Right about now, a friend is visiting from Hawai’i. This is my current inspiration for this article that you’re about to read. During university, together with three of my friends back home we left to Hawai’i for a Work & Travel program, working in Waikiki, Honolulu for the whole summer. Needless to say, we had the time of our lives. We had just turned twenty-one, so it was great we were all major according to American law :)) So, you can also say that we left just on time! :))
Looking back to our work & travel experience in Hawai’i and my coming to Amsterdam years later to do my Masters, I’ve realized that these two experiences have positively affected my life and shaped the person I am today. More than that, I’ve become a big advocate of studying and/ or working abroad; there is not one time that this topic is brought in discussion without my eagerly defending the benefits of both studying and working abroad.
Therefore, I’ve put together a set of advantages that studying/ working abroad can bring about. I’ve hard a very hard time cutting down on reasons, as my list was becoming way too long :)) They are indeed subjective and based on my own experience, so feel free to expand these thoughts with your own and let us know how you feel about them:
- The cultural experience is priceless. Of course you can grasp some details about a culture when you visit it, but nothing compares with the actual living in a country, interacting with the people, observing their customs, absorbing their mentalities and becoming part of their society.
- A social skills boost. Moving to another country for a while means that you will need to create a cozy environment by meeting people and making new friends. If you want to have a social life this means you have to make an effort. Thus, even if you may be quite introvert, you will have to break these boundaries in order to start making friends.
- Second home feeling. After you’ve had your experience abroad and even during it, you may get the feeling like it’s your second home. In the case you’ve left, it’s still going to feel like home or at least a place where you have a base there in case you want to return.
- During the time abroad, it’s unavoidable that you become (more) independent, self-standing, and you learn to live on your own; This happens even more so if you were still living with your parents at the time you left for studying or working abroad.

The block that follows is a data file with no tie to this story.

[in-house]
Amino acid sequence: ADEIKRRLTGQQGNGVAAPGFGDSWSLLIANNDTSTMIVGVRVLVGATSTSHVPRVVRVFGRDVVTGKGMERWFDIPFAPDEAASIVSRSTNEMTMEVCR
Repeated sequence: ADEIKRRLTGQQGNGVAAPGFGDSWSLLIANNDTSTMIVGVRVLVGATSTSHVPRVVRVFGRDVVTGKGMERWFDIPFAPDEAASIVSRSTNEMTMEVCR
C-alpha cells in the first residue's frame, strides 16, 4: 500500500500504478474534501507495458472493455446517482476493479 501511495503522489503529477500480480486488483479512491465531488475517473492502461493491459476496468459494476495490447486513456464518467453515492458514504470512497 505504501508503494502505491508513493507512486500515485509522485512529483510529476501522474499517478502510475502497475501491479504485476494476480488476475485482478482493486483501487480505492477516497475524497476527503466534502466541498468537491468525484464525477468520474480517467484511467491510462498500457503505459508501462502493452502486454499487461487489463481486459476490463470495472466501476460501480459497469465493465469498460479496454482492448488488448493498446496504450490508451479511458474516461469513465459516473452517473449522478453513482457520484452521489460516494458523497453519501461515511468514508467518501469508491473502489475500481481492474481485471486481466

- You become (more) responsible and disciplined – You are now taking care of yourself and you are making the decisions. While you may have been accustomed with everything getting organized for you before (mainly by parents and above all if they’re coming from a very highly cub protective culture :)) – Romania definitely scores high here), now you may have to man up, start organizing yourself and take care of your responsibilities.
- When you come to your country (may it be to settle down or to visit), you automatically feel more motivated – You want to implement things you’ve learnt during your experience abroad. You are on a wave of positive change and you feel like adopting the positive sides of the culture you’ve experienced to your own country.
- Feeds your love for travelling and make you have a broader perspective on life. Every person I’ve met until now who’s had a working or and studying experience abroad is more open minded, understanding of the other cultures, has a bigger interest in discovering new places and has a more well-rounded view on things and life in general. Not to mention that if you study/ work abroad, you unquestionably become more adaptable and you can easily blend in with different kinds of people.
Of course, I can imagine there can also be people who may not have had a very pleasant experience abroad. However, I haven’t yet met any, so there was not too much research I could do in my circle of friends. But if there are people whose studying/ working experiences abroad may not have been positive, I’m sure that at least the positive learning they can take out of is that they’ve been there, done that and they know they don’t want to go back. That’s also something positive than living with the question “but what if…?”. Let me know your thought on the above. I’m very curious to find out how you’ve experienced it.
On the go,